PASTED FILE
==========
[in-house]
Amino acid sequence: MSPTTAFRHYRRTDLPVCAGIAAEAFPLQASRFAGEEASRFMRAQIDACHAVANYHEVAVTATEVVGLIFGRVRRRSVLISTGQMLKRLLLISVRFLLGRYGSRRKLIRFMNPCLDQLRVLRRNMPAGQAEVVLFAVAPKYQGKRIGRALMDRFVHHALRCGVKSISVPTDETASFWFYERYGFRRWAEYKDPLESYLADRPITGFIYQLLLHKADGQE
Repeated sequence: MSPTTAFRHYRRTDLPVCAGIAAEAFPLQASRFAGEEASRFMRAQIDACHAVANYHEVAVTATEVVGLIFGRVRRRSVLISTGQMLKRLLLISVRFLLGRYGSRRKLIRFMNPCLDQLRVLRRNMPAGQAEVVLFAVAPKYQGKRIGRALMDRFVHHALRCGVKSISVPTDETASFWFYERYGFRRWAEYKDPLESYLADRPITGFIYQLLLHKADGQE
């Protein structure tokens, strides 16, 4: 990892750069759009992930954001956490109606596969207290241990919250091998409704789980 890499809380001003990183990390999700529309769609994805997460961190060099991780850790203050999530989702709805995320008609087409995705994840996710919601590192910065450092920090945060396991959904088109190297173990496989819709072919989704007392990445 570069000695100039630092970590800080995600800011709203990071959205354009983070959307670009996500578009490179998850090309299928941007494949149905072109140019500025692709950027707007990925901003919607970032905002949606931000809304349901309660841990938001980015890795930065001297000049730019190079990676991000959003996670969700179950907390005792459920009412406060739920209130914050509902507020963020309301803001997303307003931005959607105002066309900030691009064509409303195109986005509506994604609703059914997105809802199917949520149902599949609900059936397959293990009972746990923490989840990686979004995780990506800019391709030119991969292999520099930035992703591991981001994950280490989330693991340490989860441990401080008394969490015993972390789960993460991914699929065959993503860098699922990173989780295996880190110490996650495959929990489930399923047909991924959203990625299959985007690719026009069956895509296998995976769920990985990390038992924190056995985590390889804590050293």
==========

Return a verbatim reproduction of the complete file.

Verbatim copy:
[in-house]
Amino acid sequence: MSPTTAFRHYRRTDLPVCAGIAAEAFPLQASRFAGEEASRFMRAQIDACHAVANYHEVAVTATEVVGLIFGRVRRRSVLISTGQMLKRLLLISVRFLLGRYGSRRKLIRFMNPCLDQLRVLRRNMPAGQAEVVLFAVAPKYQGKRIGRALMDRFVHHALRCGVKSISVPTDETASFWFYERYGFRRWAEYKDPLESYLADRPITGFIYQLLLHKADGQE
Repeated sequence: MSPTTAFRHYRRTDLPVCAGIAAEAFPLQASRFAGEEASRFMRAQIDACHAVANYHEVAVTATEVVGLIFGRVRRRSVLISTGQMLKRLLLISVRFLLGRYGSRRKLIRFMNPCLDQLRVLRRNMPAGQAEVVLFAVAPKYQGKRIGRALMDRFVHHALRCGVKSISVPTDETASFWFYERYGFRRWAEYKDPLESYLADRPITGFIYQLLLHKADGQE
């Protein structure tokens, strides 16, 4: 990892750069759009992930954001956490109606596969207290241990919250091998409704789980 890499809380001003990183990390999700529309769609994805997460961190060099991780850790203050999530989702709805995320008609087409995705994840996710919601590192910065450092920090945060396991959904088109190297173990496989819709072919989704007392990445 570069000695100039630092970590800080995600800011709203990071959205354009983070959307670009996500578009490179998850090309299928941007494949149905072109140019500025692709950027707007990925901003919607970032905002949606931000809304349901309660841990938001980015890795930065001297000049730019190079990676991000959003996670969700179950907390005792459920009412406060739920209130914050509902507020963020309301803001997303307003931005959607105002066309900030691009064509409303195109986005509506994604609703059914997105809802199917949520149902599949609900059936397959293990009972746990923490989840990686979004995780990506800019391709030119991969292999520099930035992703591991981001994950280490989330693991340490989860441990401080008394969490015993972390789960993460991914699929065959993503860098699922990173989780295996880190110490996650495959929990489930399923047909991924959203990625299959985007690719026009069956895509296998995976769920990985990390038992924190056995985590390889804590050293």